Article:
February 3, 2016
The Double Seventh Festival in China is the equivalent of St. Valentine’s Day in the Western world and dates back over 2,000 years. Instead of taking place in February, however, the festival is celebrated on the seventh day of the seven month of the Lunar calendar which falls on 23rd August this year.
The festival dates back to the sad legend of Niu Lang and Zhi Niu. Niu Lang was a poor cattle farmer that one day came across an old man – a supernatural being no less – who guided him to a sick ox in heaven that needed to be cured. As a reward for curing the ox, the old man introduced him to Zhi Niu, an angelic fairy. The pair fell in love, got married and started a new life on earth with their two children, Niu Lang as a cattle farmer and Zhi Niu as a weaver.
When the goddess of heaven heard of Zhi Niu marrying a mortal, she decided to banish the fairy back to heaven, dividing the couple forever. Niu Lang tried to follow after her on the ox he had cured, but just moments before meeting his true love again, the goddess created a river between them. The couple were so desperate to be together that the goddess became moved of their love and eventually accepted a compromise: the two could meet one day a year, on the seventh day of the seventh month.
In rural Chinese areas nowadays girls pray to Zhi Niu to learn weaving techniques and to find a lover. These rituals are no longer popular in the large cities where young people simply just celebrate St. Valentine’s Day, but everyone in China still knows about the legend of the two lovers and they continue to pass the story down through their generations.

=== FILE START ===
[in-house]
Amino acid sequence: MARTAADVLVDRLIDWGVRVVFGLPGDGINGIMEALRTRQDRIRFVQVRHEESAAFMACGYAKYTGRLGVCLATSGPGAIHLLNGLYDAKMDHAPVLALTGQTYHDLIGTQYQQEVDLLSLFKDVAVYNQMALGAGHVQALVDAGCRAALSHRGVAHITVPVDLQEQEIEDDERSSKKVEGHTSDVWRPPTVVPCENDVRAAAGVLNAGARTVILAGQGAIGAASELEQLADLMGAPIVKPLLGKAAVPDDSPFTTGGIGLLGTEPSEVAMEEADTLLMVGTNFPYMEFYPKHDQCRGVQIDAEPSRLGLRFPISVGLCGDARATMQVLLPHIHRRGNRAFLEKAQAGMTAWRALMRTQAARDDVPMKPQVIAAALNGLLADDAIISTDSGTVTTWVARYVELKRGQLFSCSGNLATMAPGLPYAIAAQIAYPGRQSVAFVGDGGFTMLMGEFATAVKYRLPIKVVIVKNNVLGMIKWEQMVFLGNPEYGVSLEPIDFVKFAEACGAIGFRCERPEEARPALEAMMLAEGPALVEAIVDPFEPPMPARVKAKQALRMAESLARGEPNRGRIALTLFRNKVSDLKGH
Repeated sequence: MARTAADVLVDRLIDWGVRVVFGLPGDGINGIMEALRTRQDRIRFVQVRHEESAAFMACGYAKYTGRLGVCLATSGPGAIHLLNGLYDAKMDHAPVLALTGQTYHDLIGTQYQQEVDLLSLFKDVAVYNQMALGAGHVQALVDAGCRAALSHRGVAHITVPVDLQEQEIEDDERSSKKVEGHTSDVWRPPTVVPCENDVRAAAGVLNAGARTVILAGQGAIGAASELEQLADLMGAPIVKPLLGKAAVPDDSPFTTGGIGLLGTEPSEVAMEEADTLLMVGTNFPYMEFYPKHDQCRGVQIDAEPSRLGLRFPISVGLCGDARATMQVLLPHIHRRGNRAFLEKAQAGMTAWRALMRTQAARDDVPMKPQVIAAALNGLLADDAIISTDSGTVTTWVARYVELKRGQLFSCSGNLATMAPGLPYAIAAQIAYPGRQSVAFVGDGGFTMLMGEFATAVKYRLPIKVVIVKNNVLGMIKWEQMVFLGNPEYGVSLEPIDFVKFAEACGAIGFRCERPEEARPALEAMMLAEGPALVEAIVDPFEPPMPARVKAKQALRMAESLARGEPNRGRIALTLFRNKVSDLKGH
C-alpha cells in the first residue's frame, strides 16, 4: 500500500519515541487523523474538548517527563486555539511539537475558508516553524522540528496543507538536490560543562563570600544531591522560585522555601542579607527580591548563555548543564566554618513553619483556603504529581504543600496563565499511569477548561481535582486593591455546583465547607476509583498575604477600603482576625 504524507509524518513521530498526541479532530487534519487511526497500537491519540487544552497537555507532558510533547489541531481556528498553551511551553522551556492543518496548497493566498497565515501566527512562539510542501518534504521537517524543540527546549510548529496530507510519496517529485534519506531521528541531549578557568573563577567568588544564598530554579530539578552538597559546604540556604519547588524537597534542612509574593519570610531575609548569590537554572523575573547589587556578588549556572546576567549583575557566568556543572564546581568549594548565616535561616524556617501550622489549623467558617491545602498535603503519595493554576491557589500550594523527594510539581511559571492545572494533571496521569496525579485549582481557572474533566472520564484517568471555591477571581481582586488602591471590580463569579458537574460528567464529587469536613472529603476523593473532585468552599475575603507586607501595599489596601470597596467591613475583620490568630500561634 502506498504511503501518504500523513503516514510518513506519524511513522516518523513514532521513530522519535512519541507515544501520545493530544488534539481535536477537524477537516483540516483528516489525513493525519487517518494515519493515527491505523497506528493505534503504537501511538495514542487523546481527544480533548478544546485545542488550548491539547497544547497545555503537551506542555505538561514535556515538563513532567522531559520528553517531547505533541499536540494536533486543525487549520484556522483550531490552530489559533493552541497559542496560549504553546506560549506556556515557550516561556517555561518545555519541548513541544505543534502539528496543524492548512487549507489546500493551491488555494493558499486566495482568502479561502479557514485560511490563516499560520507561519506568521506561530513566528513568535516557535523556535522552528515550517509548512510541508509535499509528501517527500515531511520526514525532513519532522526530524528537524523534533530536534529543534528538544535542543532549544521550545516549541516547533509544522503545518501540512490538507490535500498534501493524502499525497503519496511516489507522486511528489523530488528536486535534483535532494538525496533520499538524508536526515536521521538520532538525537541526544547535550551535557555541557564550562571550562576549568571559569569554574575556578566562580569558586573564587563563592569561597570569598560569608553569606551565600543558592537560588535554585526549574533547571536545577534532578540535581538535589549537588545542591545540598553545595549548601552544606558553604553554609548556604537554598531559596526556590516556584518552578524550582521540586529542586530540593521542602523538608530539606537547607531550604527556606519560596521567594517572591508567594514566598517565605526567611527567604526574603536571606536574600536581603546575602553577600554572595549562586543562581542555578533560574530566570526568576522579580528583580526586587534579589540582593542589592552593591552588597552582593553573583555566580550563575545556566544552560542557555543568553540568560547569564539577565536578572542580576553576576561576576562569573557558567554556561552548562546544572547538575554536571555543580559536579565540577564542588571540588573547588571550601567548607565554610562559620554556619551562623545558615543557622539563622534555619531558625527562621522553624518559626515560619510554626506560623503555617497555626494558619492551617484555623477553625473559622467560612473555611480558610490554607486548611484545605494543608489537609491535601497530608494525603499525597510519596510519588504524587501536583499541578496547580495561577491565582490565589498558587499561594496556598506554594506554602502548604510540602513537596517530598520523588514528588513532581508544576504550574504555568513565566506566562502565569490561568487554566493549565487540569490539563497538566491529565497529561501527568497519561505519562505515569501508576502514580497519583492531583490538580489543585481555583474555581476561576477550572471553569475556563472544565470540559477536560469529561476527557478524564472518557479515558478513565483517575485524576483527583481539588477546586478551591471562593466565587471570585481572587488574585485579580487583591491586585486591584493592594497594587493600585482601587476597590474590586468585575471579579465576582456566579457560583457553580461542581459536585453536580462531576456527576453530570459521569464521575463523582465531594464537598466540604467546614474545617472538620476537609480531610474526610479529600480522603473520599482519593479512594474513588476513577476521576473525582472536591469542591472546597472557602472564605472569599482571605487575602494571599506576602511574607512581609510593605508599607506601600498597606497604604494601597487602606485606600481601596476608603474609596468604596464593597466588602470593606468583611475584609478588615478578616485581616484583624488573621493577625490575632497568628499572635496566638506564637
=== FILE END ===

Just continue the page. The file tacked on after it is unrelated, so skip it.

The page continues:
In Japan, South Korea and Taiwan, St. Valentine’s Day is celebrated on 14th February – just like in the Western world. In Japan and South Korea women spoil their special men with chocolate. In contrast to the European celebrations, however, chocolate is presented to their husbands, friends, and even colleagues. In return, the women receive gifts from their special men on the so called “White Day” on 14th March, one month later. The name signifies purity, and the colour became a popular one for the boxed chocolate gifts that are given on that day.
In South Korea, the tradition has been taken one step further and “Black Day” is now celebrated on 14th April where single people meet their fellow single friends in a restaurant and eat white Korean noodles with black bean sauce, referred to as “black noodles”. This tradition became a celebration of single life.
So what’s your favourite Valentine’s tradition and how do you plan on celebrating it?
Irene Capanna, Translation Coordinator, Verboo